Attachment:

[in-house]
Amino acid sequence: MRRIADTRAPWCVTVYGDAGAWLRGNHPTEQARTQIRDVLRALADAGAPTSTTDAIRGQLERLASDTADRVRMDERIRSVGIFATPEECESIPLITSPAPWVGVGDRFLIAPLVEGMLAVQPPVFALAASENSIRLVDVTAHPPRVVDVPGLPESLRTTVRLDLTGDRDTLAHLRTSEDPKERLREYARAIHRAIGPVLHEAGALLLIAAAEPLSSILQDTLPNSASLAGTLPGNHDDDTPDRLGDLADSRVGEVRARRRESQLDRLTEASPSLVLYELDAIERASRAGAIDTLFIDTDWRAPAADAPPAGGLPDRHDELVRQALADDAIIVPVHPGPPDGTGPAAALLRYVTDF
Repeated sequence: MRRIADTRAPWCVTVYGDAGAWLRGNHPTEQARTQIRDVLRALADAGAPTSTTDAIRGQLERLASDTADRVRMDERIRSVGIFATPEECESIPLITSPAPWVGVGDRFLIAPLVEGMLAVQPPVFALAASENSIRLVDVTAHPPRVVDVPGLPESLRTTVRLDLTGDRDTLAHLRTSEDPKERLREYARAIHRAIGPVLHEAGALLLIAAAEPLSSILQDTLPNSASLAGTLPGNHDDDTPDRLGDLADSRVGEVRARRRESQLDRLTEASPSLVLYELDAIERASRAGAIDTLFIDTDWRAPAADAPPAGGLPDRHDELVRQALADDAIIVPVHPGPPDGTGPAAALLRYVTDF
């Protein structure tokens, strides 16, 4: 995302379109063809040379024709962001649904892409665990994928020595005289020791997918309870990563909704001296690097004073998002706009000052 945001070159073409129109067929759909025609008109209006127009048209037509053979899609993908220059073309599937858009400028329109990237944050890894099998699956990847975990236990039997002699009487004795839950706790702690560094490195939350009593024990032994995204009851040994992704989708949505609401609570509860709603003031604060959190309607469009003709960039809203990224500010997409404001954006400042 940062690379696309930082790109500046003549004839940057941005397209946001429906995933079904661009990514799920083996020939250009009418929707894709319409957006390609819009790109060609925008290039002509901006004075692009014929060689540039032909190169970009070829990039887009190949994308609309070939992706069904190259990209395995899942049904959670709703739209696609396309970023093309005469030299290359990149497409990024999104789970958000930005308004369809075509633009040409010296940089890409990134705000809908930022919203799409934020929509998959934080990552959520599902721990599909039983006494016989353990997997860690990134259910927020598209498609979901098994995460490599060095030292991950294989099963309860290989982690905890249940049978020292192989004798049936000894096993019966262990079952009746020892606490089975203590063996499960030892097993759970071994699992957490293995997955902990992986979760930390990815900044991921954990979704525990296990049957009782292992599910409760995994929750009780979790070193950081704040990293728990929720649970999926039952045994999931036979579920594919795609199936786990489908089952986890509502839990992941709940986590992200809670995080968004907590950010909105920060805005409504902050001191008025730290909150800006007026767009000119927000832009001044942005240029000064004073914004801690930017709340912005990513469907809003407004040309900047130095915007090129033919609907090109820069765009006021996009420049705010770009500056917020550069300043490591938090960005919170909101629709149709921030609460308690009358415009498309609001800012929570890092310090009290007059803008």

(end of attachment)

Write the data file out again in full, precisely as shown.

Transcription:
[in-house]
Amino acid sequence: MRRIADTRAPWCVTVYGDAGAWLRGNHPTEQARTQIRDVLRALADAGAPTSTTDAIRGQLERLASDTADRVRMDERIRSVGIFATPEECESIPLITSPAPWVGVGDRFLIAPLVEGMLAVQPPVFALAASENSIRLVDVTAHPPRVVDVPGLPESLRTTVRLDLTGDRDTLAHLRTSEDPKERLREYARAIHRAIGPVLHEAGALLLIAAAEPLSSILQDTLPNSASLAGTLPGNHDDDTPDRLGDLADSRVGEVRARRRESQLDRLTEASPSLVLYELDAIERASRAGAIDTLFIDTDWRAPAADAPPAGGLPDRHDELVRQALADDAIIVPVHPGPPDGTGPAAALLRYVTDF
Repeated sequence: MRRIADTRAPWCVTVYGDAGAWLRGNHPTEQARTQIRDVLRALADAGAPTSTTDAIRGQLERLASDTADRVRMDERIRSVGIFATPEECESIPLITSPAPWVGVGDRFLIAPLVEGMLAVQPPVFALAASENSIRLVDVTAHPPRVVDVPGLPESLRTTVRLDLTGDRDTLAHLRTSEDPKERLREYARAIHRAIGPVLHEAGALLLIAAAEPLSSILQDTLPNSASLAGTLPGNHDDDTPDRLGDLADSRVGEVRARRRESQLDRLTEASPSLVLYELDAIERASRAGAIDTLFIDTDWRAPAADAPPAGGLPDRHDELVRQALADDAIIVPVHPGPPDGTGPAAALLRYVTDF
């Protein structure tokens, strides 16, 4: 995302379109063809040379024709962001649904892409665990994928020595005289020791997918309870990563909704001296690097004073998002706009000052 945001070159073409129109067929759909025609008109209006127009048209037509053979899609993908220059073309599937858009400028329109990237944050890894099998699956990847975990236990039997002699009487004795839950706790702690560094490195939350009593024990032994995204009851040994992704989708949505609401609570509860709603003031604060959190309607469009003709960039809203990224500010997409404001954006400042 940062690379696309930082790109500046003549004839940057941005397209946001429906995933079904661009990514799920083996020939250009009418929707894709319409957006390609819009790109060609925008290039002509901006004075692009014929060689540039032909190169970009070829990039887009190949994308609309070939992706069904190259990209395995899942049904959670709703739209696609396309970023093309005469030299290359990149497409990024999104789970958000930005308004369809075509633009040409010296940089890409990134705000809908930022919203799409934020929509998959934080990552959520599902721990599909039983006494016989353990997997860690990134259910927020598209498609979901098994995460490599060095030292991950294989099963309860290989982690905890249940049978020292192989004798049936000894096993019966262990079952009746020892606490089975203590063996499960030892097993759970071994699992957490293995997955902990992986979760930390990815900044991921954990979704525990296990049957009782292992599910409760995994929750009780979790070193950081704040990293728990929720649970999926039952045994999931036979579920594919795609199936786990489908089952986890509502839990992941709940986590992200809670995080968004907590950010909105920060805005409504902050001191008025730290909150800006007026767009000119927000832009001044942005240029000064004073914004801690930017709340912005990513469907809003407004040309900047130095915007090129033919609907090109820069765009006021996009420049705010770009500056917020550069300043490591938090960005919170909101629709149709921030609460308690009358415009498309609001800012929570890092310090009290007059803008």